Welcome fellow agents of Precinct1313 to another episode of Comic Cover Of The Week, and an extra special welcome to our continuing “Women’s History Month Spectacular” a bombastic blogging event set up by the tantalisingly talented Cupcakes and Machetes.
Supergirl’s more recent adventures since her DC Rebirth renewal have been rather awe inspiring, as the creative teams have foregone a lot of what constitutes the typical cape and cowl comic book hero tropes, and have been focusing their efforts on Kara’s trials and tribulations as a teenager and alien visitor. The stories have been much more intimate and slow burn than out and out action and conflict, and with the Girl of Steel finding herself back in mainstream public consciousness thanks mainly to the amazing CW television series, Superman’s Kryptonian cousin is soaring higher than she ever has.
Diversity has been at the forefront of Kara’s comic book adventures, with DC Comics evolving along with the world around them to spotlight and champion characters from across a much broader spectrum of gender, race, and ethnic heterogeneity.
In fact Supergirl #19 steers itself away from the principal narrative of Kara Zor-El and focuses its attention on Lee Serrano, a brand new non-binary character who is struggling with their emerging identity crisis, bullying from their student peers, and an increasing anxiety about revealing their gender quandary to their parents, this topical storyline is deftly handled by writer Steve Orlando with an extremely sensitive and compassionate take. Lee is initially presented as androgynous up until the point of their coming out in two sequences, once with Supergirl and secondly to Lee’s parents. It’s an emotional and fantastically wrought piece by the book’s creators and is a heartfelt tale that sits perfectly with what we have come to expect from the ongoing Supergirl monthly comic series.
‘In his search to write a CatCo piece on the truth about Supergirl, Ben Rubel interviews a young kid named Lee Serrano, who recently became close friends with the Girl of Steel. As Lee struggles with their parents and school bullies for acceptance as non-binary, Supergirl is caught between punching her way through the problem, and standing behind Lee as a symbol of hope’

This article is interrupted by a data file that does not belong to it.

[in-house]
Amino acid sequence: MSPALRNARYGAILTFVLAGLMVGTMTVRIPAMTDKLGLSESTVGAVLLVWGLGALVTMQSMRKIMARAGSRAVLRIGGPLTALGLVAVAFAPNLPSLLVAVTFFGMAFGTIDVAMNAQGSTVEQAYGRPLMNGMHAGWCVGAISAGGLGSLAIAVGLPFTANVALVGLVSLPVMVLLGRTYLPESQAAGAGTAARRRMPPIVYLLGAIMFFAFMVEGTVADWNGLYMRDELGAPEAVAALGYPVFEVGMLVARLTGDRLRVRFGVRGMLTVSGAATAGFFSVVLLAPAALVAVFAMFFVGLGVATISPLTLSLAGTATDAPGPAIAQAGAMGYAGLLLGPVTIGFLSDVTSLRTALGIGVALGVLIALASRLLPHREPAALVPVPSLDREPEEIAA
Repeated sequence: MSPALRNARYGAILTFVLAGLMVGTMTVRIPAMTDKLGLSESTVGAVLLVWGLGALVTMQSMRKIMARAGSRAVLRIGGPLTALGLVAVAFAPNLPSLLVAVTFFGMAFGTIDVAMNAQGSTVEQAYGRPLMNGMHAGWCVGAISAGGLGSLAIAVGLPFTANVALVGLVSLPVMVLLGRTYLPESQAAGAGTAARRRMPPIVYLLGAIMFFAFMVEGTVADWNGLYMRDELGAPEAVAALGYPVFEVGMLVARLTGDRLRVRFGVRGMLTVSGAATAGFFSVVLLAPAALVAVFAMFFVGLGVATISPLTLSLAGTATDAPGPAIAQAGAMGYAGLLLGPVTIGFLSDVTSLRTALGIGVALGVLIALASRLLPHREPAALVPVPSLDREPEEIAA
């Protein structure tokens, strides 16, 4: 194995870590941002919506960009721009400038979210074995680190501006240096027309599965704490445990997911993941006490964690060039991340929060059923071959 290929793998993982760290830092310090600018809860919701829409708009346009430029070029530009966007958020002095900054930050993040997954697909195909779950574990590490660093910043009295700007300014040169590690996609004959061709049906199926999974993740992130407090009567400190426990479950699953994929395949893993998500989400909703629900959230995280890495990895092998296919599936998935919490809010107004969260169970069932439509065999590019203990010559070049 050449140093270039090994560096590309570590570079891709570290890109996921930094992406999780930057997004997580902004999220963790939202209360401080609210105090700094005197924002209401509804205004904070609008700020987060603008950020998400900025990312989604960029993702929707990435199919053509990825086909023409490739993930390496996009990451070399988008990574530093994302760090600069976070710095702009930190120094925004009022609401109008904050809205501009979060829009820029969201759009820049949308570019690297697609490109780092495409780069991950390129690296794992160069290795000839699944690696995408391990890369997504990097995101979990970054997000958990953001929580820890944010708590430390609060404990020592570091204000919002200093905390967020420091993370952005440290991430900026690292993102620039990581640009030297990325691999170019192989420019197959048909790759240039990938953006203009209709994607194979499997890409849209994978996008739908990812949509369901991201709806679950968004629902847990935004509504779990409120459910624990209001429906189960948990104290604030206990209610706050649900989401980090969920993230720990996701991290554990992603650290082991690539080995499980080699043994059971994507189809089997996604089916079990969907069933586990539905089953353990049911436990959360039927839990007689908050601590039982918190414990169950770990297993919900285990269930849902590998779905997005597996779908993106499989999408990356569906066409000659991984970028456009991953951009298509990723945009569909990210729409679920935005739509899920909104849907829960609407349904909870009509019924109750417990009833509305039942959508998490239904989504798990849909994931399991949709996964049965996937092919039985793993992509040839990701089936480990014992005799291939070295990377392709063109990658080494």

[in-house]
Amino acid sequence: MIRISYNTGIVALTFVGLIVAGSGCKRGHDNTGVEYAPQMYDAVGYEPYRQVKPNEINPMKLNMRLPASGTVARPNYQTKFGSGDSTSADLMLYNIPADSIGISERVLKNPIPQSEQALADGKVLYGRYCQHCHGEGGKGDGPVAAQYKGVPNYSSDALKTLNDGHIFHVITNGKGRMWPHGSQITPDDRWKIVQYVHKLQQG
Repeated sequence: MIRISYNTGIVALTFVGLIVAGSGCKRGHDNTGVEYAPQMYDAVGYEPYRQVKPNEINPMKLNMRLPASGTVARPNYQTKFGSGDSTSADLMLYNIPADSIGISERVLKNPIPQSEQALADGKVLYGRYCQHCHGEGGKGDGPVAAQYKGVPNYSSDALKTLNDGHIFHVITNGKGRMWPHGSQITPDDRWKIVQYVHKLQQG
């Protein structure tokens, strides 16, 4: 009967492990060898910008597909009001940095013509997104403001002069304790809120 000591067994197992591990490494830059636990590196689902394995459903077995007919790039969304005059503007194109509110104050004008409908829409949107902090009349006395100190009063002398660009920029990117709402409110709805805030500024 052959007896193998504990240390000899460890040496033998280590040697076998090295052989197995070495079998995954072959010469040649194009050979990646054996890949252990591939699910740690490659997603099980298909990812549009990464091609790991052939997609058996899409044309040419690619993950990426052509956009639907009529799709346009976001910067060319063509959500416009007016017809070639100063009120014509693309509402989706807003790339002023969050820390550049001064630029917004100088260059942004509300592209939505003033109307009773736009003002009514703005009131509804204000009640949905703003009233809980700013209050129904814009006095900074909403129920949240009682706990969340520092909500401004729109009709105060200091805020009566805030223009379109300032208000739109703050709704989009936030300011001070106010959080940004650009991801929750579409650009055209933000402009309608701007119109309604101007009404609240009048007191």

Supergirl #19 is available right now. This stunning variant cover by Stanley “Artgerm” Lau is sure to be in short supply, so why not don your cape and red boots and super speed your way over to your nearest comic book emporium, before it disappears into the phantom zone forever…
Let’s be honest, origin tales have been spectacularly overused in both the comic-book scene and their spin off movie counterparts. How many times do we really need to witness Spiderman being bitten by a radioactive wall crawler, or Batman losing his parents to the gun barrel of Joe Chill… these characters are now so iconic that virtually everyone, comic book fan or not, is overtly familiar with their raison d’etre.
With all that said, you may be feeling slightly bemused that I’m recommending a series that dynamically delves into the past of Superman’s cousin, Kara Zor-El, but there is a very good reason behind that… this series is fantastic. As a matter of fact it’s not only one of the greatest Supergirl comics to have ever been released, but one of the greatest comic-book series ever published… period!
Kara has recently found herself back in mainstream public consciousness thanks mainly to the extremely successful (and brilliant) CW television show, and with the really rather rousing Steve Orlando “Supergirl Rebirth” comic book run, Superman’s Kryptonian cousin is finally receiving the attention she deserves.
Which brings us to Kara’s most recent triumph, the astonishingly awesome “Supergirl:Being Super” the Mariko Tamaki penned opus that transcends previous Kara Danvers origins by offering us a fresh take that focuses more upon her relationships, trials and tribulations of everyday life as a teenager growing up in a small american town. It’s definitely a slower burn as a comic book, less super heroics but more angst, sass and quirky dialogue as we follow Kara in an exceptionally engaging and fantastically well written coming of age story.
If you approach this series with atypical expectations of explosions, super speed and heat vision, you’re going to go away disappointed, this is a tale that spotlights the character behind the iconic “S” symbol and it’s all the better for it. Supergirl: Being Super is a revelation in Superhero storytelling, and probably the greatest iteration of the classic character to date. Highly recommended.